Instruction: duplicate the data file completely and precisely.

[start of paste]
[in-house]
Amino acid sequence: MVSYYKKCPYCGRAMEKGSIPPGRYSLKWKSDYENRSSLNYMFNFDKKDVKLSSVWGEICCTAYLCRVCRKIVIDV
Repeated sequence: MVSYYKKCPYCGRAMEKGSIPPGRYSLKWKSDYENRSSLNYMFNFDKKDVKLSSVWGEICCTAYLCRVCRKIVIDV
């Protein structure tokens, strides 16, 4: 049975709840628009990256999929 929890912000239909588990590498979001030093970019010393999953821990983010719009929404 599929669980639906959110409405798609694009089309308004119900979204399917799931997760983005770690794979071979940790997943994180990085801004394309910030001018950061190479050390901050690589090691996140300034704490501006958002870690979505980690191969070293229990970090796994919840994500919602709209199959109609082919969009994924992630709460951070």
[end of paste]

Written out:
[in-house]
Amino acid sequence: MVSYYKKCPYCGRAMEKGSIPPGRYSLKWKSDYENRSSLNYMFNFDKKDVKLSSVWGEICCTAYLCRVCRKIVIDV
Repeated sequence: MVSYYKKCPYCGRAMEKGSIPPGRYSLKWKSDYENRSSLNYMFNFDKKDVKLSSVWGEICCTAYLCRVCRKIVIDV
């Protein structure tokens, strides 16, 4: 049975709840628009990256999929 929890912000239909588990590498979001030093970019010393999953821990983010719009929404 599929669980639906959110409405798609694009089309308004119900979204399917799931997760983005770690794979071979940790997943994180990085801004394309910030001018950061190479050390901050690589090691996140300034704490501006958002870690979505980690191969070293229990970090796994919840994500919602709209199959109609082919969009994924992630709460951070």